WASHINGTON — The Senate voted on Wednesday to restore an Obama-era regulation that imposed limits on methane leaks from oil and gas operations.
The move marks both the first major congressional rebuke of former president Donald Trump’s environmental policies, and a step forward for the Biden administration’s ambitious climate agenda.
“We have to stop lighting the matches of methane pollution,” Sen. Ed Markey, D-Mass., one of the bill’s co-sponsors, said at a news conference Wednesday morning.
The vote is also the first time Democrats have used the 1996 Congressional Review Act to reverse a federal regulation.
The measure cleared the Senate by a 52-to-42 vote. It is expected to easily pass the House and would then head to President Joe Biden’s desk.
Biden has called limiting methane emissions — a powerful greenhouse gas that, when released without being burned, has more than 80 times the climate impact of carbon dioxide — key to his pledge to cut U.S. emissions by at least 50% by the end of the decade.
“This is a really encouraging step because methane is such an important greenhouse gas to reduce,” Drew Shindell, an earth science professor at Duke University, said of Wednesday’s vote. “It sends a signal that the administration is serious about this.”
In 2016, the Environmental Protection Agency adopted a rule requiring oil and gas companies to curb methane leaks and emissions from their operations. Late last summer, the Trump administration undid it.
The Senate vote is a step toward undoing that reversal.
If enacted, the measure would restore requirements on companies to check for methane leaks from pipelines, storage tanks and other equipment installed after 2015 every six months and plug them within 30 days after a leak is detected.
The Congressional Review Act gives lawmakers the power to nullify any regulation within 60 days of enactment and dictates that once a regulation is revoked, no new “substantially similar” regulation can be adopted. Requiring only a simple majority vote, it is the swiftest way to overturn an existing federal rule. Otherwise, it would take at least a year, if not longer, for an agency to rewrite it.
Before Trump took office, the CRA had been successfully used only once, to overturn a Clinton administration ergonomics rule in 2001. Republicans used the law more than a dozen times to overturn Obama administration rules in 2017, including one aimed at blocking coal-mining operations from dumping waste into nearby waterways and another requiring that oil, gas and mining companies divulge more information to the Securities and Exchange Commission about the payments they make to foreign governments.
Speaking to reporters Wednesday, Sen. Angus King, I-Maine, said the vote amounts to “a repeal of a repeal,” which would effectively restore the original EPA rule.
Senate Majority Leader Chuck Schumer, D-N.Y., added, “We can undo that damage and undo it quickly.”
In recent years, methane emissions have been rising. The National Oceanic and Atmospheric Administration reported this month that levels showed a “significant jump” in 2020, marking “the largest annual increase recorded since systematic measurements began in 1983.”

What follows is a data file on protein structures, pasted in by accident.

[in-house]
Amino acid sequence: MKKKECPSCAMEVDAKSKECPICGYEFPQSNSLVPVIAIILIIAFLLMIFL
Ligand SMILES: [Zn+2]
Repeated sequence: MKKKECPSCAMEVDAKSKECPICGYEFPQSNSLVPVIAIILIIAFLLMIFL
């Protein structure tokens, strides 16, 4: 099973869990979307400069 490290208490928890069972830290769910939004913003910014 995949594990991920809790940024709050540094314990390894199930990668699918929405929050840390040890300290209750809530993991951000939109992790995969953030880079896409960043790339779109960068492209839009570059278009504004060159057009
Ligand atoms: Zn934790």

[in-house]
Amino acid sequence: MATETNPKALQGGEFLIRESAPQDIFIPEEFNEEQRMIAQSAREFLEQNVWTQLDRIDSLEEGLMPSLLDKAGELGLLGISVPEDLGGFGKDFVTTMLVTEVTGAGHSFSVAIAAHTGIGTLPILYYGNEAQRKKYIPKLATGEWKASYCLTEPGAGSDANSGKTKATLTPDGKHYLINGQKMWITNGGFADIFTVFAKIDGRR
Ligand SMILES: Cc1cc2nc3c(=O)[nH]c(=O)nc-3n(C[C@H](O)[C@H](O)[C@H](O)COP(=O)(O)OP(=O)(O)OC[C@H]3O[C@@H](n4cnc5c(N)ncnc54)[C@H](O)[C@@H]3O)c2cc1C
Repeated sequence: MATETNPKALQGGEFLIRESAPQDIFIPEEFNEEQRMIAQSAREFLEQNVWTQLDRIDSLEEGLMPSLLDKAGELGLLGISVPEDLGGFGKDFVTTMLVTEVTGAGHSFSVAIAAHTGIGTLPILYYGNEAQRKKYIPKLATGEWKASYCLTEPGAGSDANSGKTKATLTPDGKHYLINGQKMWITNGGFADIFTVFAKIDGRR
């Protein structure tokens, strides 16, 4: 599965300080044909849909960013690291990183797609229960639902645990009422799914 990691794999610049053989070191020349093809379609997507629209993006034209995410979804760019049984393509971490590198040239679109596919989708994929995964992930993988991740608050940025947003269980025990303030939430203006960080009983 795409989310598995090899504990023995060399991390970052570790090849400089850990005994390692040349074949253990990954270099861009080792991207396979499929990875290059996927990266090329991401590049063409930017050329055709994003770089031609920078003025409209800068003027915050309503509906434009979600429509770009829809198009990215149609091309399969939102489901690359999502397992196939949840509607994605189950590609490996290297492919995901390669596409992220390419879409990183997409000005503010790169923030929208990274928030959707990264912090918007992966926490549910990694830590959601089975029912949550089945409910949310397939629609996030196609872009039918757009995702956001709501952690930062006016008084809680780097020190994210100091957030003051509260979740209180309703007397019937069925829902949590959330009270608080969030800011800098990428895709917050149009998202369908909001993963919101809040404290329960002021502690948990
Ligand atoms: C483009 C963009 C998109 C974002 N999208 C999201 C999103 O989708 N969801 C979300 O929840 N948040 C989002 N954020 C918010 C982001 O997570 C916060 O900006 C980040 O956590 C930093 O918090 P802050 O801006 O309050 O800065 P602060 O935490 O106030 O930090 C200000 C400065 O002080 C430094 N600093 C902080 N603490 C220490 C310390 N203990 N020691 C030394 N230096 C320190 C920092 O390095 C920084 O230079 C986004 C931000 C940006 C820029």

“It’s moving really rapidly in the wrong direction,” said Shindell. He is among an international collection of scientists who found as part of a forthcoming United Nations assessment, that “reducing human-caused methane emissions is one of the most cost-effective strategies to rapidly reduce the rate of warming” and meet the world’s climate targets.
The good news, he added, is that “we can do a lot on methane with existing technologies.”
A full-scale push using existing technology could cut methane emissions in half by 2030, according to a study published in the journal Environmental Research Letters. Such reductions could have a crucial effect on the global effort to limit warming below 2 degrees Celsius (3.6 Fahrenheit) compared with preindustrial levels — a central aim of the Paris climate accord.
But some Republicans say that restoring the old rule is unnecessary. “The market is pushing the industry to lower its methane emissions,” Sen. Shelley Moore Capito, R-W.Va., said during debate on the measure Wednesday. “The resolution we have in front of us today is nothing more than a public posturing.”
Biden has targeted 100 of Trump’s energy and environmental policies since taking office, according to a Washington Post analysis, and has reversed 28 of them. Most of these were agency policies or executive orders, not regulations. In some instances, recent federal court rulings have nullified Trump-era rules.
Many in the oil and gas industry have backed the effort to restore the Obama-era rule. Major companies such as BP and Royal Dutch Shell have endorsed it, along with some of the industry’s trade associations.
“Regulating methane emissions is essential to preventing leaks throughout the industry and protecting the environment,” Mary Streett, BP’s senior vice president for U.S. advocacy, said in a statement.
Such level of industry support may not exist on other climate initiatives. Still, Schumer said he sees Wednesday’s vote as the start of a broader legislative push on climate, and a move that can help achieve Biden’s climate goals.
“It is one of the first things we’ve done to fight global warming,” Schumer said. “It will certainly not be the last.”